“Unprecedented levels of political violence, a terror campaign, arrests and prosecutions of substantial numbers of presiding officers working for Zimbabwe Electoral Commission on allegations of vote tampering took place,” Petras said.

She lamented the continued involvement of the RG’s office in the running of elections in the country.
“The Registrar-General’s office continued to involve itself in the electoral process without proper scrutiny and accountability. The state broadcaster was used later for a vicious hate campaign against Tsvangirai and the party he led,” she added.

Petras accused the RG’s office of preventing voters and candidates from scrutinising the voters roll and police of barring the MDC-Tsvangirai from holding rallies in various parts of the country using Posa.
She also lamented the delay in announcing results of the March 2008 harmonised elections, especially the presidential poll.

“The MDC approached the courts for an order to have the results declared but were turned down in a judgement which has been largely and comprehensively criticised by the legal profession and academics and jurists beyond our border,” Petras said.

“Recounts were ordered and carried out before the results of the presidential election were even known or made public and legally challenged. In this context when the results were eventually released their authenticity could no longer be guaranteed… This together with the ensuing presidential run-off became the most contested and illegitimate election since Independence.”

Petras accused the courts in Zimbabwe of failing to serve and protect the vote in March 2008.

“Institutional and individuals independent of the judiciary assisted by a compromised and politicised office of the Attorney-General ensured that the will of the people would not and could not be respected,” she said.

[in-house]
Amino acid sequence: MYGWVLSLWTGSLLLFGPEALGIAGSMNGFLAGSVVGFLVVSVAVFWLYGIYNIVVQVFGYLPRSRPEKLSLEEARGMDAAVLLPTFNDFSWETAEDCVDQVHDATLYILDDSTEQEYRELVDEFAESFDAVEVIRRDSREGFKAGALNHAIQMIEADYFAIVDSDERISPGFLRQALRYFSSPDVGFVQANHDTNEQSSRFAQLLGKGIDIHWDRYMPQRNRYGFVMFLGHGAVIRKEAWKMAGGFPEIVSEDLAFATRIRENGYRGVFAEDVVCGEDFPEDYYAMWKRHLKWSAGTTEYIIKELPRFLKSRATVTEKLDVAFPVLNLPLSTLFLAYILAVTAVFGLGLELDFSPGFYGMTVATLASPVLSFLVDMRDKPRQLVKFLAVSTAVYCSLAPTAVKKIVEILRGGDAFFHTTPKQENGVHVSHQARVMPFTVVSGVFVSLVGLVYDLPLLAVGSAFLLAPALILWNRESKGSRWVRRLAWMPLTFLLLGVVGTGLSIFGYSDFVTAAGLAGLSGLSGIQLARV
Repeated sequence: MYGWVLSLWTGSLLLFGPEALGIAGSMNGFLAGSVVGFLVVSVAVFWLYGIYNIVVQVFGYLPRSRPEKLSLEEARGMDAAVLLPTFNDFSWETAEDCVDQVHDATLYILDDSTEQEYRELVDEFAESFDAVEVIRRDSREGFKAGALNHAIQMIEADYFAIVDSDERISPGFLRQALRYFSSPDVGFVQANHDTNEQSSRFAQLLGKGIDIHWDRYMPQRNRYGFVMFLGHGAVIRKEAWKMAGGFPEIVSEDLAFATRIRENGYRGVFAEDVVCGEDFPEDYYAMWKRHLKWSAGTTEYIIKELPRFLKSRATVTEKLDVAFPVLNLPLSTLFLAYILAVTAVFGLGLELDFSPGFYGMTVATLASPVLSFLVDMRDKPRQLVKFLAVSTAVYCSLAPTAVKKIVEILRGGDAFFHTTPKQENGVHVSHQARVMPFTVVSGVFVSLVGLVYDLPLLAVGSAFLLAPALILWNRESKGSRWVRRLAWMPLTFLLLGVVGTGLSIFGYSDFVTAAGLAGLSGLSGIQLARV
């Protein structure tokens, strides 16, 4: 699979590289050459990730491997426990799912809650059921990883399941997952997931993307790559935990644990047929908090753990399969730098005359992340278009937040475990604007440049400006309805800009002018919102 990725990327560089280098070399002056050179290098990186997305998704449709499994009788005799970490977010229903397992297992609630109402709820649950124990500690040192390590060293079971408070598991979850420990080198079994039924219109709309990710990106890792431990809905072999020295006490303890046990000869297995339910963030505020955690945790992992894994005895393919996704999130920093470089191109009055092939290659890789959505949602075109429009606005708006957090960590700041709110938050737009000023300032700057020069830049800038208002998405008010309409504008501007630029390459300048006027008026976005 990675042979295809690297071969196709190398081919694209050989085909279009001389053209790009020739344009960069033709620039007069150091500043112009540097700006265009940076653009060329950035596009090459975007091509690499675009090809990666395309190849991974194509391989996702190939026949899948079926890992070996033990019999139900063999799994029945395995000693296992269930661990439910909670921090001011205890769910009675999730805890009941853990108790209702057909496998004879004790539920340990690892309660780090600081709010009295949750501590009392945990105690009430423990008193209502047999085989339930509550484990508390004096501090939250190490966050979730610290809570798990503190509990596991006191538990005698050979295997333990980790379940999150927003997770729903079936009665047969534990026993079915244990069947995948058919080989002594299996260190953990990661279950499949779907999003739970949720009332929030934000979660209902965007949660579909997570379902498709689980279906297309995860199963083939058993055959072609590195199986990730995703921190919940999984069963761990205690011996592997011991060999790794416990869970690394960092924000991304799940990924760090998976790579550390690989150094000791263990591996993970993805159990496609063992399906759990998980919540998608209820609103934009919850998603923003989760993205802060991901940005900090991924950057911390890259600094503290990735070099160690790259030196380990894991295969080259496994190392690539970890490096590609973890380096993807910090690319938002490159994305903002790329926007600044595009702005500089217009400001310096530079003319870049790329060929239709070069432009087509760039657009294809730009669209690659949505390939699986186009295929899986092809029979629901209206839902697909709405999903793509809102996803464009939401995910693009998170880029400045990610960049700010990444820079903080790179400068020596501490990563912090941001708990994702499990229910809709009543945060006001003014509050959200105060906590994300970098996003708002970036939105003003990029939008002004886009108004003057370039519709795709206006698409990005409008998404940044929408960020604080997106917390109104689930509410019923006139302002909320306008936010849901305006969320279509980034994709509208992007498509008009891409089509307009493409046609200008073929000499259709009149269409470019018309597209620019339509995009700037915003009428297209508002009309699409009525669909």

“This was not only in relation to the manner in which electoral legislation and the constitution were interpreted by those on the bench, but also by the inability or unwillingness of the Attorney-General to identify and prosecute perpetrators of violations and the judiciary to ensure that they were properly punished.”   

Electoral expert Armin Rabitsch said there was need for electoral reforms in Zimbabwe which have to include the establishment of an independent and competent electoral commission, a transparent voter registration exercise, a free media space, creation of an appeals process with an independent judiciary, postal and external voting, strengthening of women’s representation in parties and broader civic and voter education.

He said there was need to strengthen intra-party democracy and poll watchers, revision of some sections of the constitution, role of government in elections, clear result tallying, transfer and announcement processes, among others.

Legal expert Geoff Feltoe said there were laws in the country’s statutes that look good on paper, but were never enforced in the March 2008 elections.

Feltoe said: “Electoral law reforms certainly don’t guarantee free and fair elections. Good electoral laws are only effective if they are observed and enforced. Reforms ahead of the 2008 elections hardly had any impact at all.

“Electoral reform will have little impact unless the electoral environment is conducive to holding free and fair elections.”